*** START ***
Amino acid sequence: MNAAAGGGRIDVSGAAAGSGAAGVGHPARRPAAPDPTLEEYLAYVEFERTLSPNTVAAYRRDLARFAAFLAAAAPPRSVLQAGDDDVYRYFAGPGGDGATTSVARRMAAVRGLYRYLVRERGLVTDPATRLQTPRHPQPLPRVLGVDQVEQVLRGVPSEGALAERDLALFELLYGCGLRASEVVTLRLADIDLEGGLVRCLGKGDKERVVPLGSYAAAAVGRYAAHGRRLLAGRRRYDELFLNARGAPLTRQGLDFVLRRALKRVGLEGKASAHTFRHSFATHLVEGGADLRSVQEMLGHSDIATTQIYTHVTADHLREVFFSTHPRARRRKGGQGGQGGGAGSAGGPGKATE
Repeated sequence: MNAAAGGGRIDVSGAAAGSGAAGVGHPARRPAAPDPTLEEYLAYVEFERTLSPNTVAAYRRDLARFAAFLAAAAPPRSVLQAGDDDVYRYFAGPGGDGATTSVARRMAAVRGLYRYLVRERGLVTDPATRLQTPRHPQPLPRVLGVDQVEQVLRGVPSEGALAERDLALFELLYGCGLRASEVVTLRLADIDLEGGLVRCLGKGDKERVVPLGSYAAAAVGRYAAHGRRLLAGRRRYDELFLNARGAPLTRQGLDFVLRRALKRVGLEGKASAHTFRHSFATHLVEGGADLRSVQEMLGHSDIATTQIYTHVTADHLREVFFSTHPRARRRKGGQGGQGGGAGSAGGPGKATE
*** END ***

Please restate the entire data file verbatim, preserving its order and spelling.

Amino acid sequence: MNAAAGGGRIDVSGAAAGSGAAGVGHPARRPAAPDPTLEEYLAYVEFERTLSPNTVAAYRRDLARFAAFLAAAAPPRSVLQAGDDDVYRYFAGPGGDGATTSVARRMAAVRGLYRYLVRERGLVTDPATRLQTPRHPQPLPRVLGVDQVEQVLRGVPSEGALAERDLALFELLYGCGLRASEVVTLRLADIDLEGGLVRCLGKGDKERVVPLGSYAAAAVGRYAAHGRRLLAGRRRYDELFLNARGAPLTRQGLDFVLRRALKRVGLEGKASAHTFRHSFATHLVEGGADLRSVQEMLGHSDIATTQIYTHVTADHLREVFFSTHPRARRRKGGQGGQGGGAGSAGGPGKATE
Repeated sequence: MNAAAGGGRIDVSGAAAGSGAAGVGHPARRPAAPDPTLEEYLAYVEFERTLSPNTVAAYRRDLARFAAFLAAAAPPRSVLQAGDDDVYRYFAGPGGDGATTSVARRMAAVRGLYRYLVRERGLVTDPATRLQTPRHPQPLPRVLGVDQVEQVLRGVPSEGALAERDLALFELLYGCGLRASEVVTLRLADIDLEGGLVRCLGKGDKERVVPLGSYAAAAVGRYAAHGRRLLAGRRRYDELFLNARGAPLTRQGLDFVLRRALKRVGLEGKASAHTFRHSFATHLVEGGADLRSVQEMLGHSDIATTQIYTHVTADHLREVFFSTHPRARRRKGGQGGQGGGAGSAGGPGKATE